Joe Robinson was arrested while on holiday in Turkey last year for allegedly fighting alongside the People’s Protection Units of Syrian Kurdistan (YPG) in Syria.
Turkey is hostile to the YPG because of its links with the Kurdistan Workers’ Party, which is fighting for Kurdish autonomy in Turkey.
Robinson, who faces more than seven years in jail, told Sky News he worked as a combat medic in Syria and “didn’t do any operations with the YPG”.
“I was only in Syria for a month,” the 25-year-old said. “I was only a combat medic. I helped treat injured civilians who’d been caught up in the fighting.
“‘The rest of the time I was with the Peshmerga who are an internationally recognised army.
“I don’t think I deserve to spend seven and a half years in prison for a crime I haven’t committed.
“All I ever wanted to do was help people.”
Robinson said he was arrested because someone had been stalking him.
He said: “A person that I didn’t know, that has never met me, that was stalking me on Facebook and following me sent an email to the police, making up all kinds of things, telling them that I was a terrorist, and all these sorts of things.”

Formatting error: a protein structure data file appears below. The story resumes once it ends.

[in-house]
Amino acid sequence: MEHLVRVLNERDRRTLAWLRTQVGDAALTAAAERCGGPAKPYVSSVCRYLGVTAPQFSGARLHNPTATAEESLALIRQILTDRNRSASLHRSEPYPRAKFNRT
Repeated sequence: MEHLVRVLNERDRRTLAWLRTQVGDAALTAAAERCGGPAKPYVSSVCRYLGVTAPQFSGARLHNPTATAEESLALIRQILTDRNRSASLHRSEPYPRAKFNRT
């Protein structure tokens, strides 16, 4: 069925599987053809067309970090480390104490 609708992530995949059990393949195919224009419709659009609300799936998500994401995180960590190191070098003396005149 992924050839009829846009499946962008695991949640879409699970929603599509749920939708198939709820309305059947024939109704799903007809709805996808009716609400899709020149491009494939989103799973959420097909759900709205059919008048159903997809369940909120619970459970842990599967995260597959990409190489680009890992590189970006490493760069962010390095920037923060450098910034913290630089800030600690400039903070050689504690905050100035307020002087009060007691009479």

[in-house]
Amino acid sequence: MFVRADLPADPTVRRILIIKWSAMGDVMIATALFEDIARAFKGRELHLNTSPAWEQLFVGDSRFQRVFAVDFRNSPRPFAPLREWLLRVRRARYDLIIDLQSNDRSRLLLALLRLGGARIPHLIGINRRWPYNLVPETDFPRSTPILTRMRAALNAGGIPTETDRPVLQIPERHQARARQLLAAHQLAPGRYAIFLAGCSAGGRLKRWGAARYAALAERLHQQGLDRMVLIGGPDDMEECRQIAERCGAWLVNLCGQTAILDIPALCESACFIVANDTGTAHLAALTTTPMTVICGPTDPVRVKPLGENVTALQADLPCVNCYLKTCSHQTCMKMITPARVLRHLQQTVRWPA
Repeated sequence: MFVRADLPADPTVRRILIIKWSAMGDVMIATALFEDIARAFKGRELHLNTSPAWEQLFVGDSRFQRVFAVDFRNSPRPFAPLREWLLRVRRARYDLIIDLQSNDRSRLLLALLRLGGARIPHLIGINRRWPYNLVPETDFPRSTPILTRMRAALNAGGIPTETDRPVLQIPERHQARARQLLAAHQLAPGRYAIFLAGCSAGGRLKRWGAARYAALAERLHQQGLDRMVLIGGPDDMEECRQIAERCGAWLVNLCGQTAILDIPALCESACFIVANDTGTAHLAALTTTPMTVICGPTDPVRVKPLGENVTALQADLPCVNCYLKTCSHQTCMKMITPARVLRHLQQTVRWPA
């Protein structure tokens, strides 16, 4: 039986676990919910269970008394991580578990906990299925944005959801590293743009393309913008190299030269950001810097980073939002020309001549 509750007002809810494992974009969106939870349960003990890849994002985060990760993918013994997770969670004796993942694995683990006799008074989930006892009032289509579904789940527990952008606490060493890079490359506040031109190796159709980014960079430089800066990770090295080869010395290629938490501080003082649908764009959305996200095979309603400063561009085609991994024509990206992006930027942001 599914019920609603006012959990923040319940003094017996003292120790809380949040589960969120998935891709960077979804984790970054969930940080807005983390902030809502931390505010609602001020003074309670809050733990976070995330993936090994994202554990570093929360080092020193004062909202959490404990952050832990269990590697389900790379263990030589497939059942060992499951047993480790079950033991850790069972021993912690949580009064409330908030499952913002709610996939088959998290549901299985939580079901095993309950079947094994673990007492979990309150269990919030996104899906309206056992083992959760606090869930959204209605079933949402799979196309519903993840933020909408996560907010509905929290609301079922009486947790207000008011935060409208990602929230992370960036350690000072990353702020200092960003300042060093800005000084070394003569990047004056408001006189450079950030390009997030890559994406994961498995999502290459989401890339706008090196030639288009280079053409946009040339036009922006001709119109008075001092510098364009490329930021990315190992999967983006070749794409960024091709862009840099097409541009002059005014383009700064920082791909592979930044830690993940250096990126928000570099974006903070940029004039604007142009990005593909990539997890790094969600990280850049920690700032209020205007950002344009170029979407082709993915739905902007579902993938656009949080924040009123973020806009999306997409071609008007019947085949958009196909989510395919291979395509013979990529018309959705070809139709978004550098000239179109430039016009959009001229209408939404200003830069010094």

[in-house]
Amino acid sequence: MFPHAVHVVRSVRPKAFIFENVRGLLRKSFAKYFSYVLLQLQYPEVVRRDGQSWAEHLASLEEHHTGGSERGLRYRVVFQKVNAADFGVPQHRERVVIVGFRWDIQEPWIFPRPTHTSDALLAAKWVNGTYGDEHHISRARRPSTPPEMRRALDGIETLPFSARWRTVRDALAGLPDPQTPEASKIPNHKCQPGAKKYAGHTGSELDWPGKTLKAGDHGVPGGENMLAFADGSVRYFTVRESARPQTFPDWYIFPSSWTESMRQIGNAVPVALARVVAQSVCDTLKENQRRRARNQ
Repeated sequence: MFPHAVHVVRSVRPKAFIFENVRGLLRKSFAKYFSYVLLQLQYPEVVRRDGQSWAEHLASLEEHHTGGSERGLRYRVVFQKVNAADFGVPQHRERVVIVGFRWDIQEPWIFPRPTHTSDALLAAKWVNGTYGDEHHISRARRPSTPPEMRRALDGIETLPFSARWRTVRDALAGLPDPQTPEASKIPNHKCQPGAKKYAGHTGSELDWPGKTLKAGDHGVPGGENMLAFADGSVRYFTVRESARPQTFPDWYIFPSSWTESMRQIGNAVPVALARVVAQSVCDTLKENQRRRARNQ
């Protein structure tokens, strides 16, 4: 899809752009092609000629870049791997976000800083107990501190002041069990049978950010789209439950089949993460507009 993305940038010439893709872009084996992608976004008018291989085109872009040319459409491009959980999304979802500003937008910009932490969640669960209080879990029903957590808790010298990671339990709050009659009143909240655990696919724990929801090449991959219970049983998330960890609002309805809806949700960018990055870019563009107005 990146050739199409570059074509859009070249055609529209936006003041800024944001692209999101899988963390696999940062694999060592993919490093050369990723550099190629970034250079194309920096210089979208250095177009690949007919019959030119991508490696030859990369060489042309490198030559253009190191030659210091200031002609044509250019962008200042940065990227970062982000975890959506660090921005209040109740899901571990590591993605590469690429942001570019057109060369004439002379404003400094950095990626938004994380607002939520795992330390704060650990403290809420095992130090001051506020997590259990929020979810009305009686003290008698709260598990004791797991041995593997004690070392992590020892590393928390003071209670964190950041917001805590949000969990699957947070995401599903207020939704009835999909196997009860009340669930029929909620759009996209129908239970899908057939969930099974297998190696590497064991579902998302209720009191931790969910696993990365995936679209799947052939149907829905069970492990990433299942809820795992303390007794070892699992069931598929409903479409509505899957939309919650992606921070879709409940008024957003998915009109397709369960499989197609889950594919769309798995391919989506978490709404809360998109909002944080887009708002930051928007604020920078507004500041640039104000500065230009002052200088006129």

Robinson’s interactions with the British government have been disappointing, he said.
The Foreign Office “doesn’t seem very interested in my case”, he said, as he pleaded with the UK to “help me – do something”.
He added: “When we’ve pushed the Foreign Office, they’ve basically said they haven’t had any discussions.”
At the beginning of Robinson’s “really hard ordeal” he spent four months in solitary confinement in a “high security prison”.
“‘I was kept in solitary confinement 23 hours a day,” he said. “I was only allowed out for one hour a day to walk around in a small circle.
“I didn’t really have any human interaction – I wasn’t allowed to speak to or see my fiancee for the entire four months.
“I didn’t even get to speak to my family for the first two-and-a-half months. And then it was only a ten-minute phone call once every two weeks.”
Robinson added that the case has left him “emotionally, mentally and physically drained” and that his mother has “recently had a psychotic breakdown”.
While he is being held on bail, the former British soldier cannot leave Turkey or get a visa – meaning he cannot work.
However, he hopes the diplomatic ties between Britain and Turkey can help him.
“The relationship between Turkey and the UK is the best it’s been for a long time,” he said, “and I really think they could use that influence to help me get out of this situation.
“I served my government. I served my queen and country. I don’t think I deserve to be in this situation, and I think I deserve for my country to give me the help that I need.”